What’s My Favorite Gadget?

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Credit: Apple

Kindle Paperwhite

Credit: Amazon

If you asked four years ago, three years ago, even one year ago my answer to this question would have been one and the same – my Kindle eReader.  Really?  Yes, I’ll get to why soon but to answer that question today is a bit of a conundrum.  First you need to know that I’m a voracious reader and naturally by reading this you must know that writing is a passion of mine so it might make some sense that the Kindle was my choice for so long but that’s not the main reason.  I’m a big fan of things that focus on doing only one thing and not things that try to be all things to all people.  I’ve owned a Kindle ever since I pre-ordered the 2nd generation Kindle back in 2009.  I”m referring specifically to the Kindle with an E Ink screen, not the Kindle Fire tablets that get so much attention.  Next to paper E Ink is still the best way to go for pure reading.  I pretty much ditched print from the get go allowing exceptions for only a couple of my favorite authors.  I won’t even attempt to knock print form because I actually morn its decline with many of you but I stop short of feeling guilty.  Let me tell you why.  Amazon’s Whispersync cloud technology means that I can go anywhere with my entire library of books and just like how iTunes and the iPod freed most of us from those giant cd albums once you go paperless so to speak you’ll never go back.  Amazon’s controversial low pricing practices don’t hurt either. Read More

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When Choosing The Right Smartphone or Tablet Specs Don’t Matter.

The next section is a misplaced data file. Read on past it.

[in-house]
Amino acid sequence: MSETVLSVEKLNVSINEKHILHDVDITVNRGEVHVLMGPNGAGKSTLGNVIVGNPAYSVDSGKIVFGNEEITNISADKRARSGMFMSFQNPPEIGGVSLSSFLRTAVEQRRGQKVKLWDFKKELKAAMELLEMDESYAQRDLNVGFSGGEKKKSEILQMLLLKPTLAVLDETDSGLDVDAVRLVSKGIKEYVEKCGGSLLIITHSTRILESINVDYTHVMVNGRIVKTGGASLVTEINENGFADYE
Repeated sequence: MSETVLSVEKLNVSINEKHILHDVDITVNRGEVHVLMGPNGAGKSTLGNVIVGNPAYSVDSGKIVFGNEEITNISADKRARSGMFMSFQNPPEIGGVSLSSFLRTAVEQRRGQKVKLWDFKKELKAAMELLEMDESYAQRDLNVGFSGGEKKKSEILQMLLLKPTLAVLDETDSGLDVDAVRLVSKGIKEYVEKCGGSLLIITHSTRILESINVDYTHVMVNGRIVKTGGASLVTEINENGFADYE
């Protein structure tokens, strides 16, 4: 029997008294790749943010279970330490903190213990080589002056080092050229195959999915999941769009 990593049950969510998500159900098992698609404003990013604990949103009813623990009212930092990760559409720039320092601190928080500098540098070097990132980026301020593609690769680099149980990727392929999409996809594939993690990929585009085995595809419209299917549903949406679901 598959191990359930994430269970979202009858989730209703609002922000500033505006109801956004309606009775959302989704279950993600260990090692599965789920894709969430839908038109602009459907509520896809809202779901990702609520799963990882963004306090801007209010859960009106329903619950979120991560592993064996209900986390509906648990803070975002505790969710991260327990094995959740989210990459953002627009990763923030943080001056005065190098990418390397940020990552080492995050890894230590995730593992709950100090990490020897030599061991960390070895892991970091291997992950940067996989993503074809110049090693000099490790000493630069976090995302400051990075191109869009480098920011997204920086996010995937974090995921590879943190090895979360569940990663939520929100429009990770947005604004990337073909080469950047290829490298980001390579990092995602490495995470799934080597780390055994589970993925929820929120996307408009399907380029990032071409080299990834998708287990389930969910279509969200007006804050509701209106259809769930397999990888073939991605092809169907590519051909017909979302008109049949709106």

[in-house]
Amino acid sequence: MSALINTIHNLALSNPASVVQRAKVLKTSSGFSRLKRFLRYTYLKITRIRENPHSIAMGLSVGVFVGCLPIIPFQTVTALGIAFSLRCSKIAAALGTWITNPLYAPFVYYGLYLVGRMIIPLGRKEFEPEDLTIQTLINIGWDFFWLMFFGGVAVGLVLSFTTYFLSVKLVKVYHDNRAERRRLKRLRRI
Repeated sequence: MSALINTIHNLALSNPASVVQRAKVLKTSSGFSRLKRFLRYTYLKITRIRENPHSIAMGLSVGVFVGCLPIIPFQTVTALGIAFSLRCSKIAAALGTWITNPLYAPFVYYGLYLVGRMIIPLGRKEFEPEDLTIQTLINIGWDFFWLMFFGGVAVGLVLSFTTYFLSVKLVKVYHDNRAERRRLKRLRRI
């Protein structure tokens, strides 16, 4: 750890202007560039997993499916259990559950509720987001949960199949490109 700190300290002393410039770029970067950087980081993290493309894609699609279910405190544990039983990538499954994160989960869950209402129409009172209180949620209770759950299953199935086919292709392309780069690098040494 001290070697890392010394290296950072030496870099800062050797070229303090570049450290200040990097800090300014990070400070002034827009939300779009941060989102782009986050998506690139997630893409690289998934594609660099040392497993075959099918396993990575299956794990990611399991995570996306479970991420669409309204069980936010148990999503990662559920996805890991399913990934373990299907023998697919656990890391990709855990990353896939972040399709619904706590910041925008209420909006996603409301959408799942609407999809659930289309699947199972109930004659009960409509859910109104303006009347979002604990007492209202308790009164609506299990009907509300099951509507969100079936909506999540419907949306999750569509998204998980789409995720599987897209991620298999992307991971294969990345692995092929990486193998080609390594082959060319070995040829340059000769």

My title is a tad misleading.  Specs do matter but I’m gonna offer up only the one or two that matter most.  Let’s assume for now you’ve selected your operating system and form factor of either smartphone or tablet.  In the smartphone category you’re generally looking at screen sizes between 3.5″ to 5″.  Tablets generally range between 7″ to 10″.  There’s also a goofy category informally known as Phablets that fall in between these two categories.  After screen sizes you’re bombarded with a bevy of software features, hardware options, and naturally long lists of tech specs and benchmark ratings to comb through before making a purchase.  If you’re purchasing a middle to top tier device (by price) let me save you some trouble and tell you that you can assume generally good processing speed and graphics performance from most devices.  I’m trying to stay away from confusing you with geeky technical specs but must now dive into one spec a bit to illustrate this point.  The iPhone 5 uses a dual core processor that clocks in somewhere around 1.3 GHz.  By comparison the new Samsung Galaxy S4 (man that’s a mouthful of a name) carries a 1.9 GHz quad core processor.  Translation- the S4 blows the processing power of the iPhone out of the water by a mile.  With this said let this geek who’s made the iPhone 5 his primary smart device vouch that not once, not even for performance sapping games, have I ever felt even a slightest lag in performance.  I doubt seriously I would notice a difference with Samsung’s processor in my iPhone.  It’s always snappy and reliable except of course when AT&T is throttling me.  Criminals. Read More

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